(author: Daryl Wilkinson, DWC)
What is Open Banking?
In the UK, people have been used to the traditional offering of the “big four” high street banks – HSBC, Barclays, Lloyds and RBS – for many years. Between them, these four banks hold 77% of personal accounts and 85% of business accounts. Until recently their dominance has led to a certain level of apathy among many bank customers, who believed that there was no attractive alternative, or any real incentive to go through the time and effort of switching banks. According to research the average UK customer keeps the same bank account for 17 years. 57% of consumers in the UK have been with their account provider for more than 10 years, and 37% for more than 20 years. Without any active engagement with or call for innovation from the customer, there has been little demand for change. Without this demand, banks have been reluctant to take the risk and make the investment to make radical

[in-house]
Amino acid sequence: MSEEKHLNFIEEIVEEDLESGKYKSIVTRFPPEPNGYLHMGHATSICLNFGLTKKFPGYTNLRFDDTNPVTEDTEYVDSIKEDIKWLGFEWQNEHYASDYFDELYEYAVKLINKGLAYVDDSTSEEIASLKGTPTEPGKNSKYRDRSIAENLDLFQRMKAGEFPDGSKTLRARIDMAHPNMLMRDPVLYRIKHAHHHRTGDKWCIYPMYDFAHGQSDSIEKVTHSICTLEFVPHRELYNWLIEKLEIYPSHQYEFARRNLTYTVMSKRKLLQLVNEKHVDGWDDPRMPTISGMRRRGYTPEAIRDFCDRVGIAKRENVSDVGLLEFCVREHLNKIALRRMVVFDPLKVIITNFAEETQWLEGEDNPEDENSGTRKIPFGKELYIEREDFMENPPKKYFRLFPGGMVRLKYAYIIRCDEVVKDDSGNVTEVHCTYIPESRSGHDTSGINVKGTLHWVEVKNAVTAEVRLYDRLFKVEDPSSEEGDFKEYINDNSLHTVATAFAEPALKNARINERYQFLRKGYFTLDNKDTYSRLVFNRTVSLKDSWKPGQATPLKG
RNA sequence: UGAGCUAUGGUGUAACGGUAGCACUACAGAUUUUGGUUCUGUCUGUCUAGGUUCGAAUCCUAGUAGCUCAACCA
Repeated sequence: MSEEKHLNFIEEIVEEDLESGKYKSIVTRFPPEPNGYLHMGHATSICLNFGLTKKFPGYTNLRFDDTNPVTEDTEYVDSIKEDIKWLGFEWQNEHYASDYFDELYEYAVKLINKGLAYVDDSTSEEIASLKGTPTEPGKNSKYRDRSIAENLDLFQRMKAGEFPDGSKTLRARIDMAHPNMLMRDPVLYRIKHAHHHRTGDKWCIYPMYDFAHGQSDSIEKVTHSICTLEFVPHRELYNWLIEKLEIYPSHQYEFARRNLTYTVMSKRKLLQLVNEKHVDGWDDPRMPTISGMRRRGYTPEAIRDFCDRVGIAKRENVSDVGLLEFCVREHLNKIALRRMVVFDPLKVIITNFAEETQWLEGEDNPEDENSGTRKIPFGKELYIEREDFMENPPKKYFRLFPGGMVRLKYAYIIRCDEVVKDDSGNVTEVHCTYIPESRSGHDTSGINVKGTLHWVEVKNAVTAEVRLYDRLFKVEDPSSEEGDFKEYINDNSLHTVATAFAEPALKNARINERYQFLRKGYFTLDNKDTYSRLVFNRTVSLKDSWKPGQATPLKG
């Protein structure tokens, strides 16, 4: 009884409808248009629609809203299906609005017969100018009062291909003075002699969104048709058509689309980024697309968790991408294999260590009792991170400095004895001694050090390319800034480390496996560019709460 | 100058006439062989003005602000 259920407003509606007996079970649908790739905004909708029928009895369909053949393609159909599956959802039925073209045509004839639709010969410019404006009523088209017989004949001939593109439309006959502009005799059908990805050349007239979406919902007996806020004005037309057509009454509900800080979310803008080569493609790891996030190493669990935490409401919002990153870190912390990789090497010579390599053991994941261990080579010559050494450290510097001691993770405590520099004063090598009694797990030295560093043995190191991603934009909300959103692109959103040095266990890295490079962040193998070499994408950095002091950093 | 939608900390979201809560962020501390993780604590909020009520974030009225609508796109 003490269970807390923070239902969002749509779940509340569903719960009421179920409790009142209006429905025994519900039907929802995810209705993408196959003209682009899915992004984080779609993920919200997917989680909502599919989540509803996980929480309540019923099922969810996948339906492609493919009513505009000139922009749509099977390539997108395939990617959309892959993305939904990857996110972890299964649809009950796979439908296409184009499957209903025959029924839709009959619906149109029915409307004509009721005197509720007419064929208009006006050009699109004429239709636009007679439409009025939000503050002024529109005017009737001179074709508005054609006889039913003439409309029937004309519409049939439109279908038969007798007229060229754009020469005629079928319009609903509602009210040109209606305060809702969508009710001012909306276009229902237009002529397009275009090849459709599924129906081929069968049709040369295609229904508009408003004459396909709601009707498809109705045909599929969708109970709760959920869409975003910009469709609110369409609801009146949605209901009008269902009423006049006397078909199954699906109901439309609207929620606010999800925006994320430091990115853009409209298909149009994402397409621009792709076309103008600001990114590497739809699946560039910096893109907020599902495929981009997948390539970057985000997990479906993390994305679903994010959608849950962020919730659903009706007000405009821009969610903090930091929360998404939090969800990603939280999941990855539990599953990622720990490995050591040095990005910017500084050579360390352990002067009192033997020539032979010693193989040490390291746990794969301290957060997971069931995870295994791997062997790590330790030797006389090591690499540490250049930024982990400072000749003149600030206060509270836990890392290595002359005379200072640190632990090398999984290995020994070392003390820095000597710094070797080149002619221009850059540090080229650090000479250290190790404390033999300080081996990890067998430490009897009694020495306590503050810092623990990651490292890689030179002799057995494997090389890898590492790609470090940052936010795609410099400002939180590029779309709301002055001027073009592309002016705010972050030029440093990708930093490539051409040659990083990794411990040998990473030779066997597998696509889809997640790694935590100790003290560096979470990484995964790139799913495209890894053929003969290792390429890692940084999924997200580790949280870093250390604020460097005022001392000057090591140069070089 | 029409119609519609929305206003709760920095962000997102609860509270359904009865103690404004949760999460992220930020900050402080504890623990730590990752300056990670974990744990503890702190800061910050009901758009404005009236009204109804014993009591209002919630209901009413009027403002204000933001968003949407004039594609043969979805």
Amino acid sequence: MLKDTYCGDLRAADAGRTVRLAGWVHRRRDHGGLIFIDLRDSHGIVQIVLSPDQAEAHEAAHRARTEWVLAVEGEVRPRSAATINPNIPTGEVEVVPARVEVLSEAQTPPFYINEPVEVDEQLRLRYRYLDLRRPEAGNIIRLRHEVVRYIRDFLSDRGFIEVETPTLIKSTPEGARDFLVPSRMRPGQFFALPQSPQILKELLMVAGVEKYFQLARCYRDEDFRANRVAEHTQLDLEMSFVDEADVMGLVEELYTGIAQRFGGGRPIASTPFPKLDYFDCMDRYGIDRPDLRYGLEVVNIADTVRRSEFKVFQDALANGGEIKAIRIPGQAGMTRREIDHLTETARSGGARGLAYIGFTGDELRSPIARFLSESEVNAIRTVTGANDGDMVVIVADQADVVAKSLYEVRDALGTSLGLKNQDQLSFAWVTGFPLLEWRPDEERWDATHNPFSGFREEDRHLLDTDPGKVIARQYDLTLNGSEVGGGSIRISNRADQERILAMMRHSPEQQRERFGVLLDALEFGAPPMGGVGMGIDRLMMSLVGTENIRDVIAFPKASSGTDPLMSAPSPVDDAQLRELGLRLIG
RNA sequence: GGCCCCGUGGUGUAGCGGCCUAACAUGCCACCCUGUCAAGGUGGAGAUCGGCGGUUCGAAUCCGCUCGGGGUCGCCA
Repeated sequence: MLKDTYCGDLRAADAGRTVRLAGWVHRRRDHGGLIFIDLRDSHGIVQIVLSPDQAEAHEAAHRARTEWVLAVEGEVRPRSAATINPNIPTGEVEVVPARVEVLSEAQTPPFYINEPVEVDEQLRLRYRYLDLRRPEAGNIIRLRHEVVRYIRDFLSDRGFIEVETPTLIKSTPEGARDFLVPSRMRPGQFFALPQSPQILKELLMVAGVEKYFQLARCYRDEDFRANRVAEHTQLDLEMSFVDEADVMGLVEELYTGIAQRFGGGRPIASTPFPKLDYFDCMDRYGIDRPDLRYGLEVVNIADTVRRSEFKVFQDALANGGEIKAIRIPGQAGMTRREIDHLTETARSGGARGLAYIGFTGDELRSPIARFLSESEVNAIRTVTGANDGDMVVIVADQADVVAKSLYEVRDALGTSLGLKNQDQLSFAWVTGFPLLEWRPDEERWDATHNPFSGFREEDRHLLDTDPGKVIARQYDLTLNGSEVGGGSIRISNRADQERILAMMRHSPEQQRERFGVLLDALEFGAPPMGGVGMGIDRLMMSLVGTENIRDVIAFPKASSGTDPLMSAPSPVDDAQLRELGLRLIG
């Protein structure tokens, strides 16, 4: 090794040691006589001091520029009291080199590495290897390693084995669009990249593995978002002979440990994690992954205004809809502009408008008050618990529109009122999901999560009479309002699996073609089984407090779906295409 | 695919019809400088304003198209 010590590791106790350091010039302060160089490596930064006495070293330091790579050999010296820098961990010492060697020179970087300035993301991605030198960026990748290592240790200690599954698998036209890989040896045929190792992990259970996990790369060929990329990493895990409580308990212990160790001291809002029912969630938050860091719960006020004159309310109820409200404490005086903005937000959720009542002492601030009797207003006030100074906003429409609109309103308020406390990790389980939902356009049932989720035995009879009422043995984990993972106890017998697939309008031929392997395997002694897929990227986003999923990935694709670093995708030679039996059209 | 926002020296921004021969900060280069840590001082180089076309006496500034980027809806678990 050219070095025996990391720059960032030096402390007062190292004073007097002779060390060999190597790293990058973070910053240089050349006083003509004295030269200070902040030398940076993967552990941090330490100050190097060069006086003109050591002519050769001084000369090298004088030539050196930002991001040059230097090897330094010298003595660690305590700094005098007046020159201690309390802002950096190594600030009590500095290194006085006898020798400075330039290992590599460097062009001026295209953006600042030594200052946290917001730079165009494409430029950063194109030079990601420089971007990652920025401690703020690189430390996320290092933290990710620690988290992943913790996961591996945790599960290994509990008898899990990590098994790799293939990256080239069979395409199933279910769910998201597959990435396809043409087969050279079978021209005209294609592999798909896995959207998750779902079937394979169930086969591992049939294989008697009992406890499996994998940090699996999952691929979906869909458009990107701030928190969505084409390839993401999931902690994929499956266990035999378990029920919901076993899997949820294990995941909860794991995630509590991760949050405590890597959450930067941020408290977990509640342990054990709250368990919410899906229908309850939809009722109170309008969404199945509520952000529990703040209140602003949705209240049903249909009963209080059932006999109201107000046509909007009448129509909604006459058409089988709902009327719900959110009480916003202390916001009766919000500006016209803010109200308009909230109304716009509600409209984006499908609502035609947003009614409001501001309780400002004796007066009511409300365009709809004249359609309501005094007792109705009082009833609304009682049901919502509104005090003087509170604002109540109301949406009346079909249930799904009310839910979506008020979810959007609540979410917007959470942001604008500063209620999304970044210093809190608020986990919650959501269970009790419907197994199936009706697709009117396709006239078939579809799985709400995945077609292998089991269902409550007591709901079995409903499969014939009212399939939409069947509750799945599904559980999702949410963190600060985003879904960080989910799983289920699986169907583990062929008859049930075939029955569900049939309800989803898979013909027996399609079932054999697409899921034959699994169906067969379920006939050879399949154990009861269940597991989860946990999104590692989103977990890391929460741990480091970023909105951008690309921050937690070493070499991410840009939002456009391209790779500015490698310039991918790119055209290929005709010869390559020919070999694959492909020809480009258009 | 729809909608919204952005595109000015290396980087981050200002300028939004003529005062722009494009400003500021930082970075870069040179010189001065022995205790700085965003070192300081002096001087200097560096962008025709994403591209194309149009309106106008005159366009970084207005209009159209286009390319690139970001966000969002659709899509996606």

changes to their products or services. How will there be a transformation, then, in the UK retail banking sector? Surprisingly, the answer is not through customer demand or banks’ evolution but through regulation. This has come first from Europe, and then from within
the UK itself. European regulators recognised that the dominance of a few large banks, and their limited technological development in the payments sector across Europe, had led to stagnation in innovation and had stifled competition amongst the few big players. It has been nearly impossible for any new financial organisation to break into this sector under the
current regulations and thus change has now been initiated in a “top-down” way to give customers a more valuable banking experience and range of services.